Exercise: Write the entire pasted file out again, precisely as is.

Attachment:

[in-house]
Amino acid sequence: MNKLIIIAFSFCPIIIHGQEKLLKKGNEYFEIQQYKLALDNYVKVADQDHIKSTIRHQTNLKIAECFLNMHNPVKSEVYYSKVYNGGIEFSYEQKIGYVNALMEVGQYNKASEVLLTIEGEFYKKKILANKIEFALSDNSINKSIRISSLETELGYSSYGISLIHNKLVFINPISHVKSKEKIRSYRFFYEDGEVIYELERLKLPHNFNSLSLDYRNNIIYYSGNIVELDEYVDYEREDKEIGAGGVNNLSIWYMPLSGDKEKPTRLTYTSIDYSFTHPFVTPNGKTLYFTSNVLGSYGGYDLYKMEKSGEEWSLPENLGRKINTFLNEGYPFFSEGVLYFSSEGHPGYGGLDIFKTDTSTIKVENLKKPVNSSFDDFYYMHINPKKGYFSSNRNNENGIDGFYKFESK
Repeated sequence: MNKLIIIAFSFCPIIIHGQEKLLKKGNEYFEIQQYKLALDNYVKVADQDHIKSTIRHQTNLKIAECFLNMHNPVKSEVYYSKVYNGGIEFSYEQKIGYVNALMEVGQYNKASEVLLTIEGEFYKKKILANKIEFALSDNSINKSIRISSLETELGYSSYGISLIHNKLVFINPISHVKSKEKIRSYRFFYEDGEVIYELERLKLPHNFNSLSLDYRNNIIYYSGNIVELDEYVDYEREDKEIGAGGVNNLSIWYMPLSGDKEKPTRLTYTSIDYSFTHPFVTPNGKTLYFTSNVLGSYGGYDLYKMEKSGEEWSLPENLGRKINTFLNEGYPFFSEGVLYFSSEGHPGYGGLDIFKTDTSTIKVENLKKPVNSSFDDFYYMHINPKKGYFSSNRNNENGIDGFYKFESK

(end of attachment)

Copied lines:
[in-house]
Amino acid sequence: MNKLIIIAFSFCPIIIHGQEKLLKKGNEYFEIQQYKLALDNYVKVADQDHIKSTIRHQTNLKIAECFLNMHNPVKSEVYYSKVYNGGIEFSYEQKIGYVNALMEVGQYNKASEVLLTIEGEFYKKKILANKIEFALSDNSINKSIRISSLETELGYSSYGISLIHNKLVFINPISHVKSKEKIRSYRFFYEDGEVIYELERLKLPHNFNSLSLDYRNNIIYYSGNIVELDEYVDYEREDKEIGAGGVNNLSIWYMPLSGDKEKPTRLTYTSIDYSFTHPFVTPNGKTLYFTSNVLGSYGGYDLYKMEKSGEEWSLPENLGRKINTFLNEGYPFFSEGVLYFSSEGHPGYGGLDIFKTDTSTIKVENLKKPVNSSFDDFYYMHINPKKGYFSSNRNNENGIDGFYKFESK
Repeated sequence: MNKLIIIAFSFCPIIIHGQEKLLKKGNEYFEIQQYKLALDNYVKVADQDHIKSTIRHQTNLKIAECFLNMHNPVKSEVYYSKVYNGGIEFSYEQKIGYVNALMEVGQYNKASEVLLTIEGEFYKKKILANKIEFALSDNSINKSIRISSLETELGYSSYGISLIHNKLVFINPISHVKSKEKIRSYRFFYEDGEVIYELERLKLPHNFNSLSLDYRNNIIYYSGNIVELDEYVDYEREDKEIGAGGVNNLSIWYMPLSGDKEKPTRLTYTSIDYSFTHPFVTPNGKTLYFTSNVLGSYGGYDLYKMEKSGEEWSLPENLGRKINTFLNEGYPFFSEGVLYFSSEGHPGYGGLDIFKTDTSTIKVENLKKPVNSSFDDFYYMHINPKKGYFSSNRNNENGIDGFYKFESK